1. Solar eclipse in Chile

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The total solar eclipse that takes place on July 2 will be visible across parts of South America including the Coquimbo and Atacama regions of Chile. At the city of La Serena, astronomy expert Dr Stuart Clark will be on hand to lecture before and during the eclipse, which takes place around 4pm local time.

2. Milky Way over Namibia

South-west Africa’s vast desert regions are among the world’s best places to admire the night sky – if you get the timing right. During spring and autumn, the Milky Way’s constellations and star clusters can be seen especially clearly.

[Want to touch a meteorite, see stars up close? Head to Al Thuraya Astronomy Centre]

3. Planet-themed cruise

Queen Mary 2’s space-themed voyage from Southampton to New York departs during World Space Week and is accompanied by astronomer Dr Dan Wilkins and astronaut Prof Ulrich Walter. Much of the vessel’s accommodation is sold out, but top-price suites are still available for stargazers with deep pockets.

World Space Week cruise departs September 26 2019.

4. Norwegian Lights

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The Northern Lights are never a guaranteed sighting but Norwegian cruise operator Hurtigruten offers a second week-long voyage for free if they don’t appear on the first occasion. A special Astronomy Voyage sails the length of Norway’s coast, from Bergen to Kirkenes, with a lecture series by leading astronomers and a visit to the Northern Lights Planetarium in Tromso.

Astronomy Voyage from about Dh8,300 for 11 nights, full-board. Excludes flights and transfers. September to March.

5. Constellations in the Canaries

Tenerife’s mountainous interior makes it an ideal destination for stargazers. The mountains of the 19,000-acre Canadas del Teide National Park rise to more than 12,100ft above sea level, and this altitude combined with lack of light pollution results in very clear night skies.

Twin room at Parador de Las Canadas del Teide about Dh700.

6. Alpine summit

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The Kulmhotel Gornergrat is, at 10,170ft, the highest hotel in the Swiss Alps but you can get there easily by train on the Gornergrat railway from Zermatt. The three-star hotel has views of the Matterhorn and an in-house observatory. A Star Week runs from October 7-12, 2019, with observatory tours and a stargazing walk in the company of expert astronomer Timm-Emmanuel Riesen.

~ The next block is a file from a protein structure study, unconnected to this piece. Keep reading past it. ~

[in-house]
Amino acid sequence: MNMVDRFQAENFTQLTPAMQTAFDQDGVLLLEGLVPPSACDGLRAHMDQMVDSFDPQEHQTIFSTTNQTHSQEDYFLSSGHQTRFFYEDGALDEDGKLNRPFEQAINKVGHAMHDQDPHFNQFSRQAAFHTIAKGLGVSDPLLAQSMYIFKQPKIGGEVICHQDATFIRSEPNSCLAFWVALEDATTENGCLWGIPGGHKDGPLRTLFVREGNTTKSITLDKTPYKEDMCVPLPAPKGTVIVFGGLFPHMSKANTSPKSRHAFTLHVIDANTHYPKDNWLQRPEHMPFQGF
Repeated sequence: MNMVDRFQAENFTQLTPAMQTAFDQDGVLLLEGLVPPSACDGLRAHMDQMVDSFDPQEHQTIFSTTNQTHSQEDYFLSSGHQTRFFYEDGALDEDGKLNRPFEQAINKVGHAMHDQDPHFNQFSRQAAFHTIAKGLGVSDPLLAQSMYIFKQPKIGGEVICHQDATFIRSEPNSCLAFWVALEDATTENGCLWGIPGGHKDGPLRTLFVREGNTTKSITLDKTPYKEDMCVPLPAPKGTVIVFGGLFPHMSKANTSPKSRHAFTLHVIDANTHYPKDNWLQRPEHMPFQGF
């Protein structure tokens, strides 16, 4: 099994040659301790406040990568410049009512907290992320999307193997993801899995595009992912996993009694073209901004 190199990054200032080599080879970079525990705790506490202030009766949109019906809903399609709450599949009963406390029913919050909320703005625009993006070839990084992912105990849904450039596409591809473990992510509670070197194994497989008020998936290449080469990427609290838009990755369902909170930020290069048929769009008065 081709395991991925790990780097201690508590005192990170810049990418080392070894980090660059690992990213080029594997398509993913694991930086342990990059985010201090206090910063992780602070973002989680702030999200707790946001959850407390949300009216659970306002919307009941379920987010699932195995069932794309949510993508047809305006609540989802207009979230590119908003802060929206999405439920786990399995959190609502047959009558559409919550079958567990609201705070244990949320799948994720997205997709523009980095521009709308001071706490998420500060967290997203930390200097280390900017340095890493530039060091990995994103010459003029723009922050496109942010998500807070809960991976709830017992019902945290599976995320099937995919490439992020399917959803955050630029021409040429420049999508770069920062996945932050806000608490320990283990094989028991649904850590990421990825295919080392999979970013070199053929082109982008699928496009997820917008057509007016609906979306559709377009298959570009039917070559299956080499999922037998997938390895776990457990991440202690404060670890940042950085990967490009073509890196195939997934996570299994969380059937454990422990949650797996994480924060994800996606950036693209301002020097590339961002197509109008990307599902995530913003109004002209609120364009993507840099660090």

Double room with Monte Rosa view from about Dh1,250 per night B&B. Kulmhotel Gornergrat (gornergrat-kulm.ch).

7. Iceland’s dark skies

Star-gazing in the remote Icelandic wilderness isn’t just for the diehards. Two hours south-east of Reykjavik, the four-star Hotel Ranga offers luxurious accommodation and a state-of-the-art observatory with a roll-off roof and two powerful telescopes. Staff provide a Northern Lights wake-up call and guests can contemplate the constellations from the upstairs balcony or from outdoor hot tubs.

Standard double or twin room at Hotel Ranga from about Dh1,000. September to April.

8. Highland fling

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The Torridon Resort is a tranquil, 18-room hotel and activities centre in rural Wester Ross, overlooking a sea loch in 58 acres of parkland in one of the darkest parts of Scotland. In combination with an overnight stay, you can arrange an after-dark excursion to the surrounding Highlands for a guided viewing of the constellations with local astronomy expert Stephen Mackintosh.

Torridon Stargazing Experience from Dh2,400 for two, with dinner. Rooms from about Dh800 per night B&B. Available from October to March. The Torridon (thetorridon.com).

9. Christmas eclipse in Oman

On Boxing Day this year, a partial solar eclipse will take place over Oman. The itinerary offered by adventure operator Explore schedules the viewing from a remote desert camp on the Wahiba Sands, with an expert astronomer on hand to answer questions. Further highlights of the holiday include a boat trip in a traditional dhow on the Gulf of Oman, a city tour of Muscat and a drive through the Hajar Mountains to Nizwa’s 17th-century fort.

10. Meteors in the desert

Jordan, with its clear desert skies, is one of the best places to see shooting stars. This summer, the Earth passes through the path of the intriguingly named Comet Swift-Tuttle, with a shower predicted to peak on August 12.

The Daily Telegraph